If he -- if there's a problem and he refuses to recognize it or misrepresents it, that's a very significant difficulty.

KING: Senator Lieberman is making a sweep through Texas to hit the Bush record. What do you make of that?

CHENEY: Well, I think he's wasting his time, but certainly if he wants to do it, that's probably as good a place as any from our standpoint to have him.

The fact is, of course, the people of Texas re-elected Governor Bush overwhelmingly with 68 percent of the vote last time out, just two years ago. He has been one of the most successful governors that we've ever had in Texas. He received nearly half of the Hispanic vote, over a fourth of the African-American vote when he ran for re- election.

He's got a great track record in Texas in tort reform, in taxes, in education. He's done a superb job down there. The people of Texas recognize it, and I think they will probably not take kindly to Joe Lieberman coming down to mess with Texas, so to speak. But it's a free country, and if he wants to campaign through Texas, more power to him.

KING: We'll be back with some more questions for Dick Cheney. We expect to have him on quite a bit in the next month, as we head toward the wire.

We'll be right back.


KING: Dick Cheney, the other night, John McCain was here. He was very angry. He says the Republicans in the Senate are holding up a bill that passed through his committee unanimously that would make it tougher on the tire companies, force them to report, keep statistics better. He was alarmed that over 100 Americans have died on the roads due to defective tires. Should you call on your fellow Republicans to let this out of the Senate and into a vote?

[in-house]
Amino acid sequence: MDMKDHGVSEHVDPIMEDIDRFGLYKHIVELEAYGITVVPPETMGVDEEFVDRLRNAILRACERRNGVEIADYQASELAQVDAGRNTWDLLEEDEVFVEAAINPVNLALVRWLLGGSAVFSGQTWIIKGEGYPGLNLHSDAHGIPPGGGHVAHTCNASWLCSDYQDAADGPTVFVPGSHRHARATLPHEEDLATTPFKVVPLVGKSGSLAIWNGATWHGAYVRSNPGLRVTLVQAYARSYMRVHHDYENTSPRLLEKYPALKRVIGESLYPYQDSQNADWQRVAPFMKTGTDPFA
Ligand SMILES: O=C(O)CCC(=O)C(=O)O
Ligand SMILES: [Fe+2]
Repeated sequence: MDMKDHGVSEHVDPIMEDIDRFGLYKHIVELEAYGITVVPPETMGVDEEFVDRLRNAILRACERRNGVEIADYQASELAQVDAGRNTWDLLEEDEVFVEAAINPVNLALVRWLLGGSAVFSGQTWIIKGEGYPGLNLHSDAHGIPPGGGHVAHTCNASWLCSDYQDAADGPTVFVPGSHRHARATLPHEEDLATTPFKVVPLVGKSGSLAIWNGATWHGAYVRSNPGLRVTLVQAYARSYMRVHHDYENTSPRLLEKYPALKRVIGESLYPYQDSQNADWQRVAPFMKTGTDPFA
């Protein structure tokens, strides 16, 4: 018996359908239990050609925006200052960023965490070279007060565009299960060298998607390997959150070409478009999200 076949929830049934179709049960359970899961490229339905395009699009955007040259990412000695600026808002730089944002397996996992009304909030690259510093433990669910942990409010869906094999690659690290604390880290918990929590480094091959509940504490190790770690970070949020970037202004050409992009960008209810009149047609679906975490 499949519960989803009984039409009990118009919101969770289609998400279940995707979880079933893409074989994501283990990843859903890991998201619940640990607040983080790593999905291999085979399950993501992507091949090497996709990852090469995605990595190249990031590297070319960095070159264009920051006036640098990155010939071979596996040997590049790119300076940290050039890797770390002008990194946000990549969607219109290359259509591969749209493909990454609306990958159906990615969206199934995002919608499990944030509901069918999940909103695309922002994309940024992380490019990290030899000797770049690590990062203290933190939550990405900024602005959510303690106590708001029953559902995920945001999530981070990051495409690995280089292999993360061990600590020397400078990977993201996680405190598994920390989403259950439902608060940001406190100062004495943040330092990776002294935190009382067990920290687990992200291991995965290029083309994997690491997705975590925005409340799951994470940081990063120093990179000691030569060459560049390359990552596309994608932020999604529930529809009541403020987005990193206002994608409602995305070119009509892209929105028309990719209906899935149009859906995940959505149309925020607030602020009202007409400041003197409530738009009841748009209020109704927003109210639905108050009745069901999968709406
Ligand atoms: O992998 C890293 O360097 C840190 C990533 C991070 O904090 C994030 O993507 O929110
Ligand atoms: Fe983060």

CHENEY: Well, I don't know who put the hold on the bill, Larry. I've got a lot of respect for John McCain. We're good friends. We served together in the House many years ago. And I'm sure he's got legitimate concerns, but that strikes me as an internal Senate matter that they'll work out. I would hope, certainly, that it will get resolved. I don't see any reason to believe it won't.

KING: Do you generally support the fact that the government should be involved if defective tires are being produced?

CHENEY: Absolutely, I think -- I think there's no question but what there is a legitimate government role there, that it is appropriate certainly for the Congress to be looking at it, holding hearings, trying to find out what happened. And there is an obligation there to try to protect people against defective products.

KING: Also, some statements are being made about the vice president with regard to statements he's made in the debates and other kinds of things. Are you, in a sense, to be blunt, calling him a liar?

CHENEY: Well, I've been very careful in my choices of words, Larry. I think the question of credibility is extraordinarily important in a president. It's the coin of the realm. When a president looks the American people in the eye and asks them to undertake a difficult task or accept difficult decisions, they have to know he's telling them the truth.

But I've always in the course of this debate tried to avoid words like the one you used, specifically because it is emotion laden. I try to be precise and accurate in what I'm saying. And what I've said is that I do think there's an unfortunate problem here in the sense that the vice president seems to have a tendency to want to embellish the facts, to make up facts to try to make a point. And that's especially worrisome when you think about how important credibility is from a president.